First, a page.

PALM BEACH, Fla. — More than a year before lenders, law firms and document companies began owning up to widespread paperwork problems with their foreclosure filings, Lisa Epstein and Michael Redman already knew that something was wrong — very wrong.
Redman, a former online automobile consultant, got his first taste of the problem in early 2008, when he tried to help a relative who was facing foreclosure.
As he tried to determine which of three or four supposed lenders held the note, Redman, 35, realized that not only did he not know the answer, neither did any of the companies that were asking for payment.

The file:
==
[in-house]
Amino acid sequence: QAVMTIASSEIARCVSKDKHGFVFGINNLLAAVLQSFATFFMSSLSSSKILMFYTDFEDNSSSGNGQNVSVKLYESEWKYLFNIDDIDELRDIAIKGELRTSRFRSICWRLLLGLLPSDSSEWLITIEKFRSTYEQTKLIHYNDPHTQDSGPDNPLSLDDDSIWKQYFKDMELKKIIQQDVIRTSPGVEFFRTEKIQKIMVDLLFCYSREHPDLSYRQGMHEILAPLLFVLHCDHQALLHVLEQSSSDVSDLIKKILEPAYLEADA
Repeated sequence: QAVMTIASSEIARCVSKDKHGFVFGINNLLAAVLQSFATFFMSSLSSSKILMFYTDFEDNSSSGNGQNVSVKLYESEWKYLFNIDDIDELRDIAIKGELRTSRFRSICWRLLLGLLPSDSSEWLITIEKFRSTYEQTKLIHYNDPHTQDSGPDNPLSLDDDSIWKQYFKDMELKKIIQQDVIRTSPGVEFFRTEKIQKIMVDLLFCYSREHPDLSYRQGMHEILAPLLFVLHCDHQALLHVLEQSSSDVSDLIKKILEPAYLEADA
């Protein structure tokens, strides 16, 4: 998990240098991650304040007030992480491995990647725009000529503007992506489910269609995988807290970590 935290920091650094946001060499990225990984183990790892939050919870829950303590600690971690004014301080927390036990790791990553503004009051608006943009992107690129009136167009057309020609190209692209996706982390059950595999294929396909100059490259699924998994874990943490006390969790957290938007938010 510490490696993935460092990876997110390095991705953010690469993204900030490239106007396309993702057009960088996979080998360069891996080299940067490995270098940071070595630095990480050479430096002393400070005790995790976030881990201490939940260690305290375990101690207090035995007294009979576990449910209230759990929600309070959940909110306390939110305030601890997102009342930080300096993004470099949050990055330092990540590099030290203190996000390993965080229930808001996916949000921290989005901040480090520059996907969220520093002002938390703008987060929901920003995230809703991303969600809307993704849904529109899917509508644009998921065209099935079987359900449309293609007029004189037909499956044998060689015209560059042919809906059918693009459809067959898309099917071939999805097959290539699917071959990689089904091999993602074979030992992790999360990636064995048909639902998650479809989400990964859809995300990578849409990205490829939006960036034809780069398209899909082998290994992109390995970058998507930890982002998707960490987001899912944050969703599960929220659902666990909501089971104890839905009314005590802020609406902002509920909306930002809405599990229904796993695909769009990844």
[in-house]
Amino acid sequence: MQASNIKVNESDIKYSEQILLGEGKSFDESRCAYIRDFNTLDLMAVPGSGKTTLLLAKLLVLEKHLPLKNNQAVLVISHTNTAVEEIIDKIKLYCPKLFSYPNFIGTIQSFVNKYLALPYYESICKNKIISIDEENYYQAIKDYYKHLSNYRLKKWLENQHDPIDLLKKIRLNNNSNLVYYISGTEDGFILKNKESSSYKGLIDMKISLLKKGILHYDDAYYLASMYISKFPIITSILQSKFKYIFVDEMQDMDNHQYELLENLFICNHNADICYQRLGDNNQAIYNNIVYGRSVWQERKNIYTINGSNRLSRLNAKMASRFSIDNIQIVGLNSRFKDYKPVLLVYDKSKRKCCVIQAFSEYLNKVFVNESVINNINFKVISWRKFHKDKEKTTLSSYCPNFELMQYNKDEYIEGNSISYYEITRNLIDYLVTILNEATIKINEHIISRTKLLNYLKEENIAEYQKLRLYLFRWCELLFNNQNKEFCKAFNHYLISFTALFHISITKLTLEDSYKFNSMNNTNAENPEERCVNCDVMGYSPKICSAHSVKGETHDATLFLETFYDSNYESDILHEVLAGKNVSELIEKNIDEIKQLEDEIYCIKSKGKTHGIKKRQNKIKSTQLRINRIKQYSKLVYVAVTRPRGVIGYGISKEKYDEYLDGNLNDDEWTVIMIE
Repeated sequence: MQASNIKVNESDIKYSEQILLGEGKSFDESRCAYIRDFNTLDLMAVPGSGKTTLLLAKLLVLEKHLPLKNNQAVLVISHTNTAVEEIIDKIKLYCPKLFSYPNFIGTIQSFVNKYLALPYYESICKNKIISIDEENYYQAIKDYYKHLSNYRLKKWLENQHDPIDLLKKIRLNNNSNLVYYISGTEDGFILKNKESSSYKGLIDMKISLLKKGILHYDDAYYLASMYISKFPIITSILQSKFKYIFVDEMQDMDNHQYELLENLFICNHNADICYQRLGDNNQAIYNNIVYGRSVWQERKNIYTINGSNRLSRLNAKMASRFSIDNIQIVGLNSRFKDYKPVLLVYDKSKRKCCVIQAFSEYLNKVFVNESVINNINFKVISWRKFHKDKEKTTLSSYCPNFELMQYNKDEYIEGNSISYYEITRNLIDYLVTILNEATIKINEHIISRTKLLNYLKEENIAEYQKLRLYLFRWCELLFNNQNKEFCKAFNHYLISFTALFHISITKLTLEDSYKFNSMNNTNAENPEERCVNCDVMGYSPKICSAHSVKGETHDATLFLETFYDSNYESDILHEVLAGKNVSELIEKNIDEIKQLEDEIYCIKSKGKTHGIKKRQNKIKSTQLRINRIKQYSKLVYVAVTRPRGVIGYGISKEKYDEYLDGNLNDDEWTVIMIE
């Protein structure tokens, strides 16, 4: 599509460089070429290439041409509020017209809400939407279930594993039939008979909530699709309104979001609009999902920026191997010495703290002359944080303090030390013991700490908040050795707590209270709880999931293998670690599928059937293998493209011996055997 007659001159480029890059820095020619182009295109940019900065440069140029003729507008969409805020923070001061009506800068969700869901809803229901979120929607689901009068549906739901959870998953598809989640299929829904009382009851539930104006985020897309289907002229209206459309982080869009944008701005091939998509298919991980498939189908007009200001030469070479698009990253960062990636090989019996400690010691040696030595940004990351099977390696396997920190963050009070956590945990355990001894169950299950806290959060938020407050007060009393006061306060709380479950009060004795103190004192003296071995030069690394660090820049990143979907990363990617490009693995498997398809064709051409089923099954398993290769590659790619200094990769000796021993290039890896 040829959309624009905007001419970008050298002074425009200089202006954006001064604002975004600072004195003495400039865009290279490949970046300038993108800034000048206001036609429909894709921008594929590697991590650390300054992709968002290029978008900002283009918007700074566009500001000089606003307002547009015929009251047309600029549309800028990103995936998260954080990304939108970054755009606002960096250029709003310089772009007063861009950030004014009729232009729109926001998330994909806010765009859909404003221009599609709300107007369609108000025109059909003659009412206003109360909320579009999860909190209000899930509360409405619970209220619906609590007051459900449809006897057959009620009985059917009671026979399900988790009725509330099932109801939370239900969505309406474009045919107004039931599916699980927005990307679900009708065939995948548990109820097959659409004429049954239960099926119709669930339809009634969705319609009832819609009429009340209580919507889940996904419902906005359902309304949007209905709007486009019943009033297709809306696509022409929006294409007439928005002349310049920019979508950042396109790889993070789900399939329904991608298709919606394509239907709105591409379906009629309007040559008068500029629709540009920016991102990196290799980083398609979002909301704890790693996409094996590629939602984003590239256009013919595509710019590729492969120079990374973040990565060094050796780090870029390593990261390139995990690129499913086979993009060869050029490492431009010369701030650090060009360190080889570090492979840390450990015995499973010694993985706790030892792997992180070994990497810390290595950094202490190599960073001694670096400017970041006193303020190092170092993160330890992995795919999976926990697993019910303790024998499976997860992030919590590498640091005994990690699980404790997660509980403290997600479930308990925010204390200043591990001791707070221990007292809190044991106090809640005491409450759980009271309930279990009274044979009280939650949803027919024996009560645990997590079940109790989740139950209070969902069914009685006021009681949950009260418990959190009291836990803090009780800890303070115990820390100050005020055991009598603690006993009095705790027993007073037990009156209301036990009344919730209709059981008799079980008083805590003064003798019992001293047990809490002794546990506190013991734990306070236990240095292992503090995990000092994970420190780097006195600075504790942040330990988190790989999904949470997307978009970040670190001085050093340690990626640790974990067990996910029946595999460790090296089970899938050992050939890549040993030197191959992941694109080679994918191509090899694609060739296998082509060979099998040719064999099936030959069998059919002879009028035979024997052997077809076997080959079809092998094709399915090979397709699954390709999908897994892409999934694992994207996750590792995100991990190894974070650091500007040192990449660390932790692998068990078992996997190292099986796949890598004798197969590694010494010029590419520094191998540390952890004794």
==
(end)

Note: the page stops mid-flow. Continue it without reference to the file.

Epstein, a nurse who cares for cancer patients, also is going through foreclosure. She got her baptism in the world of shoddy foreclosure paperwork in the summer of 2009, however, when she tried to help a brain tumor patient keep her home.
Epstein helped draft a letter challenging the foreclosure because, as in Redman's case, it was unclear from court papers who owned the home's mortgage.
After arriving at the summary judgment hearing in her nurse's uniform, an emotional Epstein, 45, watched as the ill woman read their letter aloud in court. When the opposing attorneys never showed, the judge refused to finalize the foreclosure. The woman remains in her home as the legal wrangling continues.
For Epstein, who often helped her patients navigate disputes with their health insurance companies, the role of advocate wasn't new — but the thrill of a courtroom victory was.
"It was like something struck inside me, like this is what I'm compelled to do.
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